Highlighting the Social Dimensions of Climate Change
- 07 June 2011
To date, research and policy-making on climate change have focused on climate science, technological solutions, and projected impacts to ecosystems and physical infrastructure. An emphasis on people -- the key drivers of climate change has been secondary, according to Jose Miquel Guzman, chief of UNFPA’s Population and Development Branch. Not enough attention has been paid to how households and communities will experience the impacts of climate change – what the UN system terms the ‘social dimensions of climate change’, he added.
The social dimensions of climate change are those that relate to, in particular, health, gender equity, population dynamics, human rights, migration, access to decent work and social protections for those most vulnerable – all priority areas for UNFPA. A side event at the upcoming UN Conference on Climate Change aims to bring more attention to these social dimensions.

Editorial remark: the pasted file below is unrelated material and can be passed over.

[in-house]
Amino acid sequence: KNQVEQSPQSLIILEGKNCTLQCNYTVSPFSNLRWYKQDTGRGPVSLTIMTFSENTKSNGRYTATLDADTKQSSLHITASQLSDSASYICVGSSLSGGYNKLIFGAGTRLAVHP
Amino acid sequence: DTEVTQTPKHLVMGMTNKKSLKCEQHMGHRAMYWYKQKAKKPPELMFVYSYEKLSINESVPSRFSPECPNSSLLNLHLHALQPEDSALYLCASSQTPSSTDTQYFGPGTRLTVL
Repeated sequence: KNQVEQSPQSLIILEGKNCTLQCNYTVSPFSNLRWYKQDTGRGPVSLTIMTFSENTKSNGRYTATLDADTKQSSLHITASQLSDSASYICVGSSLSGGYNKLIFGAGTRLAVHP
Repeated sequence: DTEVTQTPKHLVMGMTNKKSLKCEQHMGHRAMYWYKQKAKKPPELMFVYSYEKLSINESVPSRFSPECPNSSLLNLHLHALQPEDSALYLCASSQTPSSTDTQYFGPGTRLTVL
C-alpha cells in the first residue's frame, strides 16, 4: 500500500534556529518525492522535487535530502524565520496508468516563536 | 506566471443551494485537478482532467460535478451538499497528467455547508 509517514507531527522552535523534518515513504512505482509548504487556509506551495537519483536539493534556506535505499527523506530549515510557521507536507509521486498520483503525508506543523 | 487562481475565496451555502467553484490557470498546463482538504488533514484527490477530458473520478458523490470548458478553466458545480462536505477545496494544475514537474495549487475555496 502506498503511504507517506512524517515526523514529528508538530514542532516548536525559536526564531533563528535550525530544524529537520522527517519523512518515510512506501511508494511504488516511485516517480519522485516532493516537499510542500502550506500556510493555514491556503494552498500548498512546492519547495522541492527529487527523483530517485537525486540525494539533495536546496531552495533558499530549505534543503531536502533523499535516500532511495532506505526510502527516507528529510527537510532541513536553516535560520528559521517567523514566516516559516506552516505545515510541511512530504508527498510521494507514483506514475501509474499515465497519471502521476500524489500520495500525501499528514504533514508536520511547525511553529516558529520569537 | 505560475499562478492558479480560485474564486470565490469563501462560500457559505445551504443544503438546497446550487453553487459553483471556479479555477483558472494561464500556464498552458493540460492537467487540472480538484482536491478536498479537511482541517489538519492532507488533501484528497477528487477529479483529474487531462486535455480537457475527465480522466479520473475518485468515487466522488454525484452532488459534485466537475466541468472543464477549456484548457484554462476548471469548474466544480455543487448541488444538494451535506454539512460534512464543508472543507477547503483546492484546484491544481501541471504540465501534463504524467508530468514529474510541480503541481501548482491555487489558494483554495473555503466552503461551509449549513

UNFPA is a key contributing member of the Social Dimension of Climate Change (SDCC) task team, which is hosting this side event in Bonn, Germany. Organized in the form of a stakeholder meeting, the goal of the event is to get negotiators and other stakeholders' contributions and views on how to ensure that climate-related policies and measures consider the social dimension of climate change. The task team will refine the conceptual framework and main messages developed during a recent inter-agency meeting, hosted by the Population and Development Branch, Technical Division at the UNFPA New York Headquarters in April.
The areas to be discussed during the stakeholder meeting include:
* Why take a social approach to climate change?
* Social drivers of climate change
* Impacts, vulnerability and adaptation to climate change from a social perspective
* Measures to maximize social outcomes of climate policies
The SDCC task team was created under the High-level Committee on Programmes (HLCP) Working Group on Climate Change, and seeks to ensure that a focus on poverty eradication, social cohesion and the needs of those most vulnerable populations are taken into consideration when designing and implementing climate policies. The task team is comprised of 19 agencies: FAO, ILO, IOM, ITU, OHCHR, UNAIDS, UNDESA, UNDP, UNESCO, UNFPA, UN HABITAT, UNICEF, UNITAR, UNISDR, UNRISD, UNU, UN Women, WB, WFP and WHO.